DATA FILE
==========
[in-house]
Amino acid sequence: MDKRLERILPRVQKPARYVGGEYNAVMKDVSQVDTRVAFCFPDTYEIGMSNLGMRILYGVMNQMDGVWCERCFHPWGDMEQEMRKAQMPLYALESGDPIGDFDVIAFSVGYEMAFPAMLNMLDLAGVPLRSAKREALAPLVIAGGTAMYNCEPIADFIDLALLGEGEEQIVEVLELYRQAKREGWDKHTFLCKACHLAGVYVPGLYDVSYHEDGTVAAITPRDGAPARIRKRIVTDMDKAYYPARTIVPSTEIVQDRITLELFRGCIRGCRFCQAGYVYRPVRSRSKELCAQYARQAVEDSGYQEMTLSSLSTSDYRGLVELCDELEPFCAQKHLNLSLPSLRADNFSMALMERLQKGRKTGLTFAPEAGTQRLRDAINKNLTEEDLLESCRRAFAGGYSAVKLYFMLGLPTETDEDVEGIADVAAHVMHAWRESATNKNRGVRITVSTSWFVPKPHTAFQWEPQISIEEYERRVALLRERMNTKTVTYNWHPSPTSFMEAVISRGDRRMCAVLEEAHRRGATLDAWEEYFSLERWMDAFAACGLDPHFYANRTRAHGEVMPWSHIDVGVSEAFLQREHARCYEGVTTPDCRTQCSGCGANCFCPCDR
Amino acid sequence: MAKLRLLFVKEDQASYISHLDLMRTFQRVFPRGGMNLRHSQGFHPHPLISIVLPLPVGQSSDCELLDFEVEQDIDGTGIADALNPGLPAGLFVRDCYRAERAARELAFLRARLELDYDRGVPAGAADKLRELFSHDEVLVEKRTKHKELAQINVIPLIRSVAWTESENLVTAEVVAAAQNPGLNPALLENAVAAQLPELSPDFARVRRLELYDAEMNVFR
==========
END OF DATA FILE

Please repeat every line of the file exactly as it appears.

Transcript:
[in-house]
Amino acid sequence: MDKRLERILPRVQKPARYVGGEYNAVMKDVSQVDTRVAFCFPDTYEIGMSNLGMRILYGVMNQMDGVWCERCFHPWGDMEQEMRKAQMPLYALESGDPIGDFDVIAFSVGYEMAFPAMLNMLDLAGVPLRSAKREALAPLVIAGGTAMYNCEPIADFIDLALLGEGEEQIVEVLELYRQAKREGWDKHTFLCKACHLAGVYVPGLYDVSYHEDGTVAAITPRDGAPARIRKRIVTDMDKAYYPARTIVPSTEIVQDRITLELFRGCIRGCRFCQAGYVYRPVRSRSKELCAQYARQAVEDSGYQEMTLSSLSTSDYRGLVELCDELEPFCAQKHLNLSLPSLRADNFSMALMERLQKGRKTGLTFAPEAGTQRLRDAINKNLTEEDLLESCRRAFAGGYSAVKLYFMLGLPTETDEDVEGIADVAAHVMHAWRESATNKNRGVRITVSTSWFVPKPHTAFQWEPQISIEEYERRVALLRERMNTKTVTYNWHPSPTSFMEAVISRGDRRMCAVLEEAHRRGATLDAWEEYFSLERWMDAFAACGLDPHFYANRTRAHGEVMPWSHIDVGVSEAFLQREHARCYEGVTTPDCRTQCSGCGANCFCPCDR
Amino acid sequence: MAKLRLLFVKEDQASYISHLDLMRTFQRVFPRGGMNLRHSQGFHPHPLISIVLPLPVGQSSDCELLDFEVEQDIDGTGIADALNPGLPAGLFVRDCYRAERAARELAFLRARLELDYDRGVPAGAADKLRELFSHDEVLVEKRTKHKELAQINVIPLIRSVAWTESENLVTAEVVAAAQNPGLNPALLENAVAAQLPELSPDFARVRRLELYDAEMNVFR